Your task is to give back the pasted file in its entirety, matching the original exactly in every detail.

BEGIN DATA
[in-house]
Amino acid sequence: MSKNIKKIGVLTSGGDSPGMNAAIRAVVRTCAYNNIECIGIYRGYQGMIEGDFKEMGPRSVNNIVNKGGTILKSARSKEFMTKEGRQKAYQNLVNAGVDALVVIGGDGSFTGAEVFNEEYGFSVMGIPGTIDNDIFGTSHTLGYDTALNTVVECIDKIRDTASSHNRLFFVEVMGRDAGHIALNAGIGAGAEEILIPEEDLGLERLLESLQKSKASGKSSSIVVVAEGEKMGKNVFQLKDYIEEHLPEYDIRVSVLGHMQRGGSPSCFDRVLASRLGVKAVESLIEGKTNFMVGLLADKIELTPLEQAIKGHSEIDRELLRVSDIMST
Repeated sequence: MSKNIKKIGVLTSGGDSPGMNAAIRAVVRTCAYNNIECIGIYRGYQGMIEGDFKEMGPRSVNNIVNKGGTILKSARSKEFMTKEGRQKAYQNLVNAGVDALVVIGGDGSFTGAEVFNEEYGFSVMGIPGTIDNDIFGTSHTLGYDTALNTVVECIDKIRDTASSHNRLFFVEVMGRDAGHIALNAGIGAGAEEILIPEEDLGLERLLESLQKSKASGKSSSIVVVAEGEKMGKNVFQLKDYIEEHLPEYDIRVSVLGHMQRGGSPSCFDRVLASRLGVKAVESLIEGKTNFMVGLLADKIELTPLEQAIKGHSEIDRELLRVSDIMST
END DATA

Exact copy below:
[in-house]
Amino acid sequence: MSKNIKKIGVLTSGGDSPGMNAAIRAVVRTCAYNNIECIGIYRGYQGMIEGDFKEMGPRSVNNIVNKGGTILKSARSKEFMTKEGRQKAYQNLVNAGVDALVVIGGDGSFTGAEVFNEEYGFSVMGIPGTIDNDIFGTSHTLGYDTALNTVVECIDKIRDTASSHNRLFFVEVMGRDAGHIALNAGIGAGAEEILIPEEDLGLERLLESLQKSKASGKSSSIVVVAEGEKMGKNVFQLKDYIEEHLPEYDIRVSVLGHMQRGGSPSCFDRVLASRLGVKAVESLIEGKTNFMVGLLADKIELTPLEQAIKGHSEIDRELLRVSDIMST
Repeated sequence: MSKNIKKIGVLTSGGDSPGMNAAIRAVVRTCAYNNIECIGIYRGYQGMIEGDFKEMGPRSVNNIVNKGGTILKSARSKEFMTKEGRQKAYQNLVNAGVDALVVIGGDGSFTGAEVFNEEYGFSVMGIPGTIDNDIFGTSHTLGYDTALNTVVECIDKIRDTASSHNRLFFVEVMGRDAGHIALNAGIGAGAEEILIPEEDLGLERLLESLQKSKASGKSSSIVVVAEGEKMGKNVFQLKDYIEEHLPEYDIRVSVLGHMQRGGSPSCFDRVLASRLGVKAVESLIEGKTNFMVGLLADKIELTPLEQAIKGHSEIDRELLRVSDIMST